As national security adviser (1969-1975) and secretary of state (1973-1977), Henry A. Kissinger played a central, and sometimes dominating, role in shaping U.S. foreign and military policy during the presidential administrations of Richard Nixon and Gerald Ford. In this role Kissinger helped prosecute as well as negotiate an end to the Vietnam War; he carried out secret diplomacy to advance detente with the Soviet Union and rapprochement with China. He pressed for covert operations to destroy the Allende regime in Chile, and implemented the tilt to Pakistan during the 1971 South Asia Crisis. In later years he presided over U.S. policy during the October 1973 Middle East war soon after which he employed a "Shuttle Diplomacy" to contain the Middle East crisis. These are only a few of the prominent political events in which he played a major role.
Some three quarters of the 2,163 declassified documents in this collection were produced by Kissinger and his assistants on the National Security Council Staff. Even after Kissinger became Secretary of State, he relied on the NSC system for keeping meeting records, especially of the most sensitive matters such as relations with Beijing and Moscow, Middle East diplomacy, or meetings with the president. For those events when he did not rely on the NSC staff to record a meeting, he depended on a State Department country desk director or more senior officials, such as deputy or assistant secretaries of state, to prepare the memcons. A noteworthy feature of the records of Kissinger's memcons is that they are literally verbatim records of the meetings.
Until the late 1990s, Henry Kissinger's enormous memoirs, White House Years (1979) andYears of Upheaval (1982), were the only "primary sources" on U.S. diplomacy during the Nixon administration. Drawing on his personal control of a huge document collection at the Library of Congress, Kissinger's memoirs quoted numerous but selective excerpts to describe his role in Nixon and Ford's decisions on the global policy issues of the day--war, peace, and crises; relations with key allies; and relations with the U.S.'s Communist adversaries. His accounts of détente, the Vietnam War negotiations, the rapprochement with China, and the October War, among other events, dominated the historiography of the period. Seymour Hersh's interview-based The Price of Power (1983) remains an impressive alternative to White House Years, but as long as Kissinger had an effective monopoly on the documents, researchers had to depend on his memoirs. Beginning in the late 1990s, that changed, as important collections opened up in State Department records and the Nixon Papers at the National Archives. Over the following few years even more documentation became available.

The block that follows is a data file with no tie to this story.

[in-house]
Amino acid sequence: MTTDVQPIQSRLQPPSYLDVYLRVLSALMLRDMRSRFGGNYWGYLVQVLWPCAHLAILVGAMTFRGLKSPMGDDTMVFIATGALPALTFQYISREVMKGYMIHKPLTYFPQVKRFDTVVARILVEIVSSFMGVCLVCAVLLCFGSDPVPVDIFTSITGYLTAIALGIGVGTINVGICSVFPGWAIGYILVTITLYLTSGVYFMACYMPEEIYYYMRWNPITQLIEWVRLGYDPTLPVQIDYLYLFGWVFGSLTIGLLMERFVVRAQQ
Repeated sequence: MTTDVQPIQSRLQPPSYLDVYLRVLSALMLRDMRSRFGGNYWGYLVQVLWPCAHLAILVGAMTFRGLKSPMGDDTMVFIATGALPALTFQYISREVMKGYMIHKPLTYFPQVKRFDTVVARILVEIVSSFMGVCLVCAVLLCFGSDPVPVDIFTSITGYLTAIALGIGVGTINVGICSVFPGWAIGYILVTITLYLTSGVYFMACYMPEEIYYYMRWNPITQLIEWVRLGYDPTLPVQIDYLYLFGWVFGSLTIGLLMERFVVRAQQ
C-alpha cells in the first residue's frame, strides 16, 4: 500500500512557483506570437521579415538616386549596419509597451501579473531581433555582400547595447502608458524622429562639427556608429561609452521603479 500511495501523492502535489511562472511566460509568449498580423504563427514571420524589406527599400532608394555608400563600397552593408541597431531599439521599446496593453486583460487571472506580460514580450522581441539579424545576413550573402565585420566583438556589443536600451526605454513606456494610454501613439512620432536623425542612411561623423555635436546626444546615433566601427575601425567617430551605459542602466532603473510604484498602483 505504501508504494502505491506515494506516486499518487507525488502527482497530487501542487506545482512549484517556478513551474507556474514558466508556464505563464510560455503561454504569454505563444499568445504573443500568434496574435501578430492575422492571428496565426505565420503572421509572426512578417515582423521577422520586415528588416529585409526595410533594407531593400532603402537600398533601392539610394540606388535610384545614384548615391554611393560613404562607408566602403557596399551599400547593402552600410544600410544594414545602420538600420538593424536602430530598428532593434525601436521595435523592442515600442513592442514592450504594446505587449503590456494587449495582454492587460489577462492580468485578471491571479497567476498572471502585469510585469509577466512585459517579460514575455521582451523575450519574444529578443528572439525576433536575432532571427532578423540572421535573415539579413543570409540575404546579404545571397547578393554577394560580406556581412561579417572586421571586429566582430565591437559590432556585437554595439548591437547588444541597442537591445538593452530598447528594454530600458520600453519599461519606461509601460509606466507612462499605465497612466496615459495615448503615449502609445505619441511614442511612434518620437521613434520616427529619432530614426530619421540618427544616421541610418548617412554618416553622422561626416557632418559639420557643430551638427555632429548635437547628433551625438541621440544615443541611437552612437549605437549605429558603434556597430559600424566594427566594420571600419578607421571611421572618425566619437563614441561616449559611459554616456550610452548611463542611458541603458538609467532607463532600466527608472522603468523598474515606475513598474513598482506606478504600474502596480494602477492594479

As the first attempt to draw upon recent declassifications and present a comprehensive collection of records of meetings and conversations involving Henry Kissinger, this publication enables researchers to go beyond memoir literature when they prepare more authoritative accounts of developments during the Nixon and Ford administrations. While Kissinger's insights about the events in which he participated will remain important, researchers can use the new documents to determine the extent to which his memoirs elide or obscure the events in question. The research possibilities, however, are far more interesting than critiquing Kissinger. In light of his position at the top of the policy hill and the variety of issues that concerned him, an extensive collection of his memcons constitutes a critically important record of the history of international relations from 1969 to 1977. They are essential for research on such topics as:
Coverage on some of these topics is broader and deeper than others. The extensive interaction between Kissinger and his high-level interlocutors make the memcons a critically important source not only for the study of U.S. diplomatic and military history but also for other fields of history and the social sciences.
A noteworthy feature of the records of Kissinger's memcons is that they are literally verbatim records of the meetings. Kissinger was not the first U.S. official to use the transcript form; over the years government agencies had prepared detailed transcripts of conferences. Kissinger was, however, the first to have transcripts, instead of paraphrased records, routinely prepared to memorialize negotiations and other diplomatic exchanges. Very likely, he also made this part of the routine in order to aid in the eventual preparation of his memoirs. The transcripts do not merely record who said what, but sometimes whether anyone left the room, if there were discrepancies in the translation, or if there was a side conversation among the discussants (e.g., among Soviet officials). The detailed nature of the memcons further increases their value; they provide insights on Kissinger's conduct of diplomacy and also that of the heads of state, cabinet ministers, and diplomats with whom he spoke.
Besides providing a substantive primary source on the Nixon-Ford years, this collection also serves as a guide to the archival records of the period. To the greatest extent possible, each entry in the catalog includes the archival location for the document. These citations will provide researchers with a window for locating related documentation in the Nixon and Ford presidential library collections and in State Department records at the National Archives.